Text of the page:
NINE, Salt Lake Acting Company, 168 W. 500 North; directed by Edward J. Gryska, book by Arthur Kopit, music and lyrics by Maury Yeston; now through Dec. 8. Wednesdays and Thursdays at 7:30 p.m.; Fridays and Saturdays at 8 p.m., and Sundays at 2 and 7 p.m., one Saturday matinee, Oct. 26, 2 p.m. Cabaret seating. Box office hours: Mondays-Fridays, noon to 6 p.m. Credit cards accepted. Post-play discussions today (following the matinee performance), Oct. 17 and Nov. 10 (following the evening performances) and Oct. 27 (following the matinee). For reservations or further information, call 363-0525.I am constantly amazed at the magic that can transpire on a stage. Take some actors (OK - some very gifted actors), some costumes (nothing drab, thank you, but lots of silk, satin and sequins), a nifty set and just-the-right-mood lighting - and you have the basic ingredients for a night at the theater.Of course, all too often, "basic" can translate into boring.

But not with this show.

Like a painter with a palette overflowing with bright, dazzling colors, director Edward J. Gryska is getting SLAC's 21st season off to a sensational start.

"Nine" is the musical version of Federico Fellini's film classic, "8 1/2." It's about an avant garde filmmaker caught in a midlife crisis. The central character is Guido (rhymes with Speedo) Contini, played to the hilt by guest actor James Dybas.

Contini, based on the real-life Fellini, is a desperate man. He's got a terrific (and very understanding) wife. He also has a mistress, an angelic mother, a sexy actress (who's more than just his former protege), and a French producer who's anxious to see a quick return on the money she's invested in Contini's latest film.

What Contini doesn't have is a script.

Or much time to come up with one.

Dybas is Contini, a man whose world is coming apart at the seams. Like a surrealistic New Wave film, we're taken not only to Fontane di Luna ("Europe's most exclusive spa") in Venice, but in and out of the reality and fantasy that's reeling around inside of Contini's mind. Dybas is on stage 95 percent of the time - grasping at ideas for a script, fending off his mistress, alleviating his wife's concerns and drifting back into his childhood.

Early in Act One, after battling paparazzi at the spa, Contini sings:

"I can hardly stay up,

And I can't get to sleep,

And I don't want to wake tomorrow morning

At the bottom of some heap.

But why take it to seriously?

After all, there's nothing at stake here -

Only me."

Gryska has surrounded Dybas with a cast of some of Salt Lake's best actresses. The most talked-about performance would have to be Anne Stewart Mark as Carla, Contini's mistress. Her steamy (and hilarious) "A Call From the Vatican" number raised the temperature by several degrees. (If patrons sitting in the front row had brought steaks in their picnic hampers, they would've been well-done by the time this routine was over.)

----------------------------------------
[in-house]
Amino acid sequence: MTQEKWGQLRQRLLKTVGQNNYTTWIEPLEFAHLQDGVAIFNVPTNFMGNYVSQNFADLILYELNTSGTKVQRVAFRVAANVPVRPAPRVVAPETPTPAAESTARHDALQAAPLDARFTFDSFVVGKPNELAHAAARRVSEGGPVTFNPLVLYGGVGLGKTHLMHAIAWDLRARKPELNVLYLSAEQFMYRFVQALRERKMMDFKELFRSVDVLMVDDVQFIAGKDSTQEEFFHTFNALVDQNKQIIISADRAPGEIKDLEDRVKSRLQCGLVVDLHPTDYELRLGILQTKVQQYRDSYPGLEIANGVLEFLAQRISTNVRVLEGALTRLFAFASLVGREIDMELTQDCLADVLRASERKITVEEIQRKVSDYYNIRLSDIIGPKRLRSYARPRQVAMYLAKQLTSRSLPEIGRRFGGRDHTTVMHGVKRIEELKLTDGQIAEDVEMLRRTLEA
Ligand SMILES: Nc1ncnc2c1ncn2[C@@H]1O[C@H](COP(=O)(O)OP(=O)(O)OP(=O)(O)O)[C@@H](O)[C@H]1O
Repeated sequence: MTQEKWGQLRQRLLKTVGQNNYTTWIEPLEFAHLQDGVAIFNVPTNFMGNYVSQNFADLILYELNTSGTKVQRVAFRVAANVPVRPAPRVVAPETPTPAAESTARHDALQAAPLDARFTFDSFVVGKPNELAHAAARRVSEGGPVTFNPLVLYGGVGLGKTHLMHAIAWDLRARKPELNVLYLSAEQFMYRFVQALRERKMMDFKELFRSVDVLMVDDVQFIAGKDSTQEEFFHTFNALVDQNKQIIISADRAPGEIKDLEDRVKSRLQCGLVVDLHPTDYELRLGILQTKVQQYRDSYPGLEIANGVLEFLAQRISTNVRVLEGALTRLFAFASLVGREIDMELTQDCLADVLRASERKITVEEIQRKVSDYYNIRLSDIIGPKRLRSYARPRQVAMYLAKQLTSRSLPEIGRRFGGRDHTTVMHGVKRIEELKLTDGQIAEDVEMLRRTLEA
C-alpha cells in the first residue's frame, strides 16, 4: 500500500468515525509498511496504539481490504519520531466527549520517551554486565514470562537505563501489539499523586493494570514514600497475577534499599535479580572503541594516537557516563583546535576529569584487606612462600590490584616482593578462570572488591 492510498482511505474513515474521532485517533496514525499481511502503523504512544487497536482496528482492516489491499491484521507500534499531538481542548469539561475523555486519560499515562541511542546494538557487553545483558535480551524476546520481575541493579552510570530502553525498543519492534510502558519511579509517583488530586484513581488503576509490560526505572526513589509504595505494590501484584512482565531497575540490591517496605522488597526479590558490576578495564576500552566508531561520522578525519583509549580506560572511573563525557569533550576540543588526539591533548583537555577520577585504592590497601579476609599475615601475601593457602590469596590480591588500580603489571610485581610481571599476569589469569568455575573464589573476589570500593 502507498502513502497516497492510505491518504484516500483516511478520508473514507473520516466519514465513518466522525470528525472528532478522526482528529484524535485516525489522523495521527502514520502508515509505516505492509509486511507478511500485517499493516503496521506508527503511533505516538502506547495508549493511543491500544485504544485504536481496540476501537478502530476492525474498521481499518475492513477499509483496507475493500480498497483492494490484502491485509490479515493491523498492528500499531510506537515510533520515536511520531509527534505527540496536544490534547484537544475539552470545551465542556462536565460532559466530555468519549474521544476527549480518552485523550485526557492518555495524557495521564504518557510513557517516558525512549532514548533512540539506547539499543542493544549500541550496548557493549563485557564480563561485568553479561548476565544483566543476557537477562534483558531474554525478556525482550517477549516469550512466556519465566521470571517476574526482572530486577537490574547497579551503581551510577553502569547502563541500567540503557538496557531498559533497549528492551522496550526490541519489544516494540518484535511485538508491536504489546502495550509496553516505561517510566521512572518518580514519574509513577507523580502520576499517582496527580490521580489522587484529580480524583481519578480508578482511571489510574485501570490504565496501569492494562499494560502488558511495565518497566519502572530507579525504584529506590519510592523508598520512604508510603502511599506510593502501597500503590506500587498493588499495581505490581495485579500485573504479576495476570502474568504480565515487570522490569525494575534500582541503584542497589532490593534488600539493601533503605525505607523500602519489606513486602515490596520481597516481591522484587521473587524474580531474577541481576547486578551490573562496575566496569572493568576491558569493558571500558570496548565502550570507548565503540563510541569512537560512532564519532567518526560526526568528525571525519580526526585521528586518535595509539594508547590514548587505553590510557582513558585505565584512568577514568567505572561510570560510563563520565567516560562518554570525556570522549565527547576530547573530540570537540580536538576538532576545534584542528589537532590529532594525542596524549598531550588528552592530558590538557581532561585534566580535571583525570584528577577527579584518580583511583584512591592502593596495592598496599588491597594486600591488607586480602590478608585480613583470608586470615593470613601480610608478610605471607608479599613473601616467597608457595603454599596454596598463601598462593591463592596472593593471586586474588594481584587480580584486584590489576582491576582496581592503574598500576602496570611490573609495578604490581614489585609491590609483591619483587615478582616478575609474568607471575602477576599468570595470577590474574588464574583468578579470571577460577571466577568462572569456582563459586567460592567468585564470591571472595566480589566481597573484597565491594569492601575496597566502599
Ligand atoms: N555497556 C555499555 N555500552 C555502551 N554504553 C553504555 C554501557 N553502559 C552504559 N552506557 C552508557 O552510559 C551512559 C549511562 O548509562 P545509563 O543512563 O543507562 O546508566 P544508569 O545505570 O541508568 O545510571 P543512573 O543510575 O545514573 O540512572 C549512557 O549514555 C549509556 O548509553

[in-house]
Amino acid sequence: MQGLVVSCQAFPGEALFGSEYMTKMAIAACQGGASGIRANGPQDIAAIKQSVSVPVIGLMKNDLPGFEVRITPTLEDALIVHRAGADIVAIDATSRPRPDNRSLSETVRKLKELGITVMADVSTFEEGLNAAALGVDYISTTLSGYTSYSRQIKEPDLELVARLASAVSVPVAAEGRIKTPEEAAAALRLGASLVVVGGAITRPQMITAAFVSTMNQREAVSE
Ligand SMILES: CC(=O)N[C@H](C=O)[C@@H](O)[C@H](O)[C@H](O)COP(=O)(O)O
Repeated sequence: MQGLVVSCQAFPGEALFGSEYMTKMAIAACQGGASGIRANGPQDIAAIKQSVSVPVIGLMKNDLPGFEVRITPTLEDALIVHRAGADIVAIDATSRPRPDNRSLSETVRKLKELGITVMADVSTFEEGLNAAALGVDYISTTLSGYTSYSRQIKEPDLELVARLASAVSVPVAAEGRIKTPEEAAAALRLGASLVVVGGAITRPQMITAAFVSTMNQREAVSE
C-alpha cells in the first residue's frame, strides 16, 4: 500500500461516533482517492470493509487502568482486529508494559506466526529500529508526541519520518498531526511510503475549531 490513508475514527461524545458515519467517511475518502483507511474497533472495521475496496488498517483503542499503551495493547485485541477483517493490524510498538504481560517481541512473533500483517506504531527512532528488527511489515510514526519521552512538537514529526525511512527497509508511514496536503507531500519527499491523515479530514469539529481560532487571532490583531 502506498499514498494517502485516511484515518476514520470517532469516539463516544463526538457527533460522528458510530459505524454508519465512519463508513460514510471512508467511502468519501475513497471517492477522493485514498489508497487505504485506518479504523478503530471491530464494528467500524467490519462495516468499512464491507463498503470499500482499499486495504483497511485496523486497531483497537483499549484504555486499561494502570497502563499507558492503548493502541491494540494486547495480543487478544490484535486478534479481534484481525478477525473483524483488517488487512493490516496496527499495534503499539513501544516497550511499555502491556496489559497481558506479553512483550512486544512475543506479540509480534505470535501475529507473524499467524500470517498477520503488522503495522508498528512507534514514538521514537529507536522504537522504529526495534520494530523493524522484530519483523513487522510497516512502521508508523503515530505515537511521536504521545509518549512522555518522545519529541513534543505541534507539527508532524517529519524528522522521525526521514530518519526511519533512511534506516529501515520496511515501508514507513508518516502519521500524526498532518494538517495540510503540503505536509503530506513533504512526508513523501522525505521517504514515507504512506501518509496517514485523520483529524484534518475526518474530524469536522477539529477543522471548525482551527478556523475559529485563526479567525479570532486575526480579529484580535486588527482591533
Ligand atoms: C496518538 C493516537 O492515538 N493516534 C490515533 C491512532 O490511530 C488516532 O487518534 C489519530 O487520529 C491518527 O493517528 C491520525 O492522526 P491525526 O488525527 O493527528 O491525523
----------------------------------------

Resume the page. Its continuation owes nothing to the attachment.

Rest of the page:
Doris Brunatti also gave a great performance as Contini's wife. In the first act, she explains why `My Husband Makes Movies" to a crowd of reporters:

"My husband makes movies.

To make them he lives a kind of dream

In which his actions aren't always what they seem . . .

Some men catch fish, some men tie flies,

Some earn their living baking bread.

My husband . . . he goes a little crazy

Making movies instead."

And Brunatti's brief, but poignant "Be On Your Own" was a highlight of the second act.

Marilyn Neilson is a knock-out as Liliane la Fleur, Contini's Parisian producer. Her big number is "Folies Bergeres," in which she demonstrates - quite lavishly - why she's convinced that Contini should film a musical.

Fawna G. Jones also gets her chance in the spotlight as Claudia (pronounced Cloud-ia) Nardi, an actress who's tired of performing the same role in every one of Contini's movies.

One of the funniest roles in the show is Sarraghina, described as "a voluptuous whore." She's a Venetian hooker who, in one of Contini's journeys into his childhood, we learn was responsible for teaching 9-year-old Guido and his parochial school friends about growing up to be lusty Italian men. (Here in Utah we're debating the pros and cons of sex education in the schools. Italians, it seems, have a more direct, on-the-job-training approach.)

Sarraghina's hot "tarrantella" number gives a whole new meaning to the phrase "shake your tambourines."

The cast's other standouts were Janice Smith as Contini's mother, Darla Davis as Our Lady of the Spa, Carolyn Wood as the producer's accomplice, and Teresa Sanderson as a critic, with Dana Francis, Christy Summerhays, Robin-Michelle Stepp and Sharon Kenison as "the Italians."

Gryska has cast four youngsters as Little Guido (Sam Littlefield and John Stumpf) and Guido's schoolmate (Gabe Farrell and Christopher Rogers). On opening night (Friday, Oct. 11) we saw Sam and Chris. They were both quite fine in the "Be Italian" number, but Sam could've been a little louder during "Getting Tall" - or maybe a microphone would help.

Cory Dangerfield's splendid set (a simple arrangement of ornate boxes for some scenes and a replication of Venice in the distance for others), Catherine Owens' lighting effects, and the music (director Ron Van Woerden and conductor Michael D. Johnson), all added immeasurably to this polished, professional production.

The costumes, leased from Seaside Musical Theatre of Daytona Beach, Fla., were stunning.

"Nine" is a thinking man's musical comedy. It's sophisticated and adult, with some mild profanity. There is no nudity.